Let’s talk Big Brother!

No… not that tiresome programme on Channel 4 which we all say we hate, yet still watch so we all know what our mates are talking about.  I’m talking about the REAL Big Brother.  I’m talking cameras on every street corner, every supermarket, every car park, pretty much any public place that you visit.  Let’s face it, the cameras are now everywhere.  But surely they are only there to secure our safety or protect against crimes, so they can only be beneficial… can’t they?

The growth in the use of CCTV footage in criminal investigations has seen a rise in the amount of prosecutions, particularly over the past decade.  A good example is the use of systems in the London borough of Newham in 2006, which nearly tripled the number of arrests compared to the previous year.  But while this form of evidence is usually called upon retrospectively, CCTV footage could soon be monitored live, thanks to a new company who are starting to pay for volunteers to watch cameras and report any crimes that occur.

The value of the use of CCTV cameras has been met with a difference in opinion, with some police officers still criticising London’s CCTV network and others complimenting them as a crucial tool to catch criminals.

One U.K. businessman has pitched an idea to stream CCTV footage over the web and get volunteers to watch the images live.  Tony Morgan of Internet Eyes has recruited “watchers” who will receive a cash prize of up to £1000 for spotting the best crime over the previous month – and approximately 10,000 people have already signed up.

The volunteer would have a series of camera feeds on their screen, and if they witness anything suspicious, or a crime being committed, then they simply click the “report” button, to report the crime as it happens.

Example of what a “watcher” would see.

A similar scheme is carried out in Texas, where volunteers can register as “Virtual Deputies” and monitor the Mexican border from the comfort of their own home.  However, civil rights campaigners are rallying against the proposals to begin the scheme in the UK, as they insist people are already being watched too much in Britain.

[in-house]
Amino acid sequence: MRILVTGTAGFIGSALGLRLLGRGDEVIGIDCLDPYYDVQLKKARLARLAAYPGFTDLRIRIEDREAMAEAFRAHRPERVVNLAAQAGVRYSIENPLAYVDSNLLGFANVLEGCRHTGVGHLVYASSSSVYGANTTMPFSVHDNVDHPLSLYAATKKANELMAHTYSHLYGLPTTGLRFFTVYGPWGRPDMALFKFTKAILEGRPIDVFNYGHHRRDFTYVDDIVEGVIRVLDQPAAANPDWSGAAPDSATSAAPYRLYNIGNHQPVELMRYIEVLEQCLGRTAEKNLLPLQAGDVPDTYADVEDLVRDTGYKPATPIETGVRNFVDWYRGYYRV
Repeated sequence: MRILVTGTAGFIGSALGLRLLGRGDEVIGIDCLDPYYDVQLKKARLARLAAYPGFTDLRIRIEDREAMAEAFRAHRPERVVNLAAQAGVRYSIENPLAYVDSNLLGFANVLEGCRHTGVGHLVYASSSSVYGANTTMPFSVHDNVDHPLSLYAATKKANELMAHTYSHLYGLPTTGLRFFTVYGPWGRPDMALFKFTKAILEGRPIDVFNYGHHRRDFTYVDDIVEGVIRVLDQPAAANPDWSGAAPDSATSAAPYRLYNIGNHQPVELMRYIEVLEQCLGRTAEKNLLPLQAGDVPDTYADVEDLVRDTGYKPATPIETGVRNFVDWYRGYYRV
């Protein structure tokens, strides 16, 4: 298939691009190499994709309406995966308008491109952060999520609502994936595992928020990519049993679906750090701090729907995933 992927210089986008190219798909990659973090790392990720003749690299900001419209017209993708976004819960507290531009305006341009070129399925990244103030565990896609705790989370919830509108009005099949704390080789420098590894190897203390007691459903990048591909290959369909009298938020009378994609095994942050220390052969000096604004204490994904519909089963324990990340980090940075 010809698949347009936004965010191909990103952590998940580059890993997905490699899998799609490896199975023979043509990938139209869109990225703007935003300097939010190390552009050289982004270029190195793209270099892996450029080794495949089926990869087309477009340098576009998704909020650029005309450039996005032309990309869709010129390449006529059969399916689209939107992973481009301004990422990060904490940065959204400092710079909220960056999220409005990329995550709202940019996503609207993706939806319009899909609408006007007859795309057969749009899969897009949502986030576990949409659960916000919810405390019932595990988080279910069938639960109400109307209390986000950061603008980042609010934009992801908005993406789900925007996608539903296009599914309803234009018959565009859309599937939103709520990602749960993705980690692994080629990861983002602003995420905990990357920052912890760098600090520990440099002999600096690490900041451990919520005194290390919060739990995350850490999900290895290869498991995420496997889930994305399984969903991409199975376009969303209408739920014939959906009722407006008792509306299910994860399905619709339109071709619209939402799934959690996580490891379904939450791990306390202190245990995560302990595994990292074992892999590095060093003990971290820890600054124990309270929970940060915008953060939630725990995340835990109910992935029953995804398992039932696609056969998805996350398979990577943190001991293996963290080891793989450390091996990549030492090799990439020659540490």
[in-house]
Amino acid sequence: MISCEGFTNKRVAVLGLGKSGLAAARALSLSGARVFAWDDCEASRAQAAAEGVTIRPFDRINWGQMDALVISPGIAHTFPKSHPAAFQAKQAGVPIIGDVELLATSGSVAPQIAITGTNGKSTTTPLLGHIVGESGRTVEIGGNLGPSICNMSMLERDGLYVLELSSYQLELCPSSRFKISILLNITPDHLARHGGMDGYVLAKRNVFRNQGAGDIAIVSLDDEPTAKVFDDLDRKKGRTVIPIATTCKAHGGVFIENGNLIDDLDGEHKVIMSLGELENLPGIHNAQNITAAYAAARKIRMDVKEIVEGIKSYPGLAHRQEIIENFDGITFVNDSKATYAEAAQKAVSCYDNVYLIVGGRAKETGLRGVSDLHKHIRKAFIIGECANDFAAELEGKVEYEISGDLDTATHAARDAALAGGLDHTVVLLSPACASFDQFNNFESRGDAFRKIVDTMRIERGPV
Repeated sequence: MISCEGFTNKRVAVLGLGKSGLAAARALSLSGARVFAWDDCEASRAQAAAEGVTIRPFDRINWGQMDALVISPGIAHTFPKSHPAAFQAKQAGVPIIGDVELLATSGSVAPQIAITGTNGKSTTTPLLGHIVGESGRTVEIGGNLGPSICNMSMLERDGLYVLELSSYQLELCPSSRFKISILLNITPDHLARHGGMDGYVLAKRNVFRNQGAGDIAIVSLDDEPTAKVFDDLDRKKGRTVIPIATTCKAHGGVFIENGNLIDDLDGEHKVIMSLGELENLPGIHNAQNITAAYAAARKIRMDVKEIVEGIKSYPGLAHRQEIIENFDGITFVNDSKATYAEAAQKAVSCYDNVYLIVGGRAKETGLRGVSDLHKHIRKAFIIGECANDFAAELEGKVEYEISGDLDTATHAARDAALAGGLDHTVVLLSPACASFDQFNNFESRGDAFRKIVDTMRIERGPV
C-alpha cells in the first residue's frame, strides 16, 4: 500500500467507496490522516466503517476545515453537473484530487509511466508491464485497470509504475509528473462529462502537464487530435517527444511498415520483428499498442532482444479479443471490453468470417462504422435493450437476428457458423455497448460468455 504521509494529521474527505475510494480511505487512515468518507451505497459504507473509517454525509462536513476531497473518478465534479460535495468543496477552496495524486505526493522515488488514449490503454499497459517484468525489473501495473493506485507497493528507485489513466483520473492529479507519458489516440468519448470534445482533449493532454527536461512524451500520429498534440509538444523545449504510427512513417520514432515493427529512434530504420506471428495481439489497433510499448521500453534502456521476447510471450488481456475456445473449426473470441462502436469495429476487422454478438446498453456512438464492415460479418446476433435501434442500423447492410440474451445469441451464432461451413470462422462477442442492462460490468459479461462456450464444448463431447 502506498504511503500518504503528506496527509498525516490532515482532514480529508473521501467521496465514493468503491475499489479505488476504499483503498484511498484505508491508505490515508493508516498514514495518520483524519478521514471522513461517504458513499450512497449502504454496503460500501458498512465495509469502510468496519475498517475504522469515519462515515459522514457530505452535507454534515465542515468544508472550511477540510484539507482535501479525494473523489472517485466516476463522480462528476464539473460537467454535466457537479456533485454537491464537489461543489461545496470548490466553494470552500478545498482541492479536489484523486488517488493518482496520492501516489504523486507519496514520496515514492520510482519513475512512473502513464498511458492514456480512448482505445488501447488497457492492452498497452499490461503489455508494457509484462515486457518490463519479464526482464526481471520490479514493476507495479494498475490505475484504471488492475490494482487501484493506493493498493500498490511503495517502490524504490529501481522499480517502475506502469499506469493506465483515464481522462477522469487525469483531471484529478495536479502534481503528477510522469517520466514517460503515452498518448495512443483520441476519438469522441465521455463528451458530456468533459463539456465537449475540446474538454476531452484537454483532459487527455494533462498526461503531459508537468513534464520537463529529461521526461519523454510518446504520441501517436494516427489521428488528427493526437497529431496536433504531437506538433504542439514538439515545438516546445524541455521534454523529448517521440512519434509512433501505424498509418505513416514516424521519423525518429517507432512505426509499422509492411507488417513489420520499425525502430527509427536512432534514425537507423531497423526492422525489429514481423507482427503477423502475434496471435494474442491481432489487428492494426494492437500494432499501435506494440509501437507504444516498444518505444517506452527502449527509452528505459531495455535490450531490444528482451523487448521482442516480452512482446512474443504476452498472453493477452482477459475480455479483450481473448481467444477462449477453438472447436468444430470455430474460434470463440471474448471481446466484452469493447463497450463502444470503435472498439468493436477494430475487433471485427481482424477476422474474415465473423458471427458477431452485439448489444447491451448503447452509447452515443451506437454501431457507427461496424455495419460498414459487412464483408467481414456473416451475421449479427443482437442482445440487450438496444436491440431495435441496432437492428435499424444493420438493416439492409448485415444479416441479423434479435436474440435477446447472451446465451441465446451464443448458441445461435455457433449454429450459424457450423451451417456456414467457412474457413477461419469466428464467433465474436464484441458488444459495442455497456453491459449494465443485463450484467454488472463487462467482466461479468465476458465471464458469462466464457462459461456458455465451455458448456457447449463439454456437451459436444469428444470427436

But if one is doing no wrong, then surely one should have nothing to worry about.  The whole concept is designed to make us feel safer, at very little personal cost.

Obviously, everyone who signs up to be a “watcher” would have to be securely checked out.  The last thing we want is a team of Gary Glitters salivating over a video stream of our kids playing on the park swings.  But, as long as the volunteers who will be watching us are put through a stringent application process, then the question we should really be asking is what harm could this cause?  If it is going to be beneficial to the arrest and prosecution of more criminals, then surely this can only be a good thing.

I suspect the decision to either abandon the idea, or go ahead with live monitoring of CCTV will take some time to be made.  The company plan to launch early this year, but currently are delayed due to certain stipulations that have arisen with the ICO (Information Commissioners Office) whose guidelines the company wants to ensure they are working within.  So those who oppose the idea still have time to make their feelings well known.

But as for the people worried about privacy, bear this in mind.  There is a hypothetical statistic from the 1999 book “The Maximum Surveillance Society: The Rise of CCTV” by Gary Armstrong and Clive Norris which states “a person can be captured on over 300 cameras each day.”  This statistic has since been mistakenly quoted as fact in many news reports.  However, the fact remains, no matter how many cameras watch us throughout our daily lives, they are still there, watching us and recording us, so does it really make a difference whether they are being monitored live or not?  The overall benefit is the fact that crimes may be responded to much quicker than if the footage had to be relied upon retrospectively.  CCTV images are monitored live in supermarkets, so why not roll this out on a bigger scale?

I’m all for personal privacy, don’t get me wrong.  But if you don’t want to ever be seen by anyone, then go live in a cave.

If properly policed, I think live monitoring of CCTV is a great idea.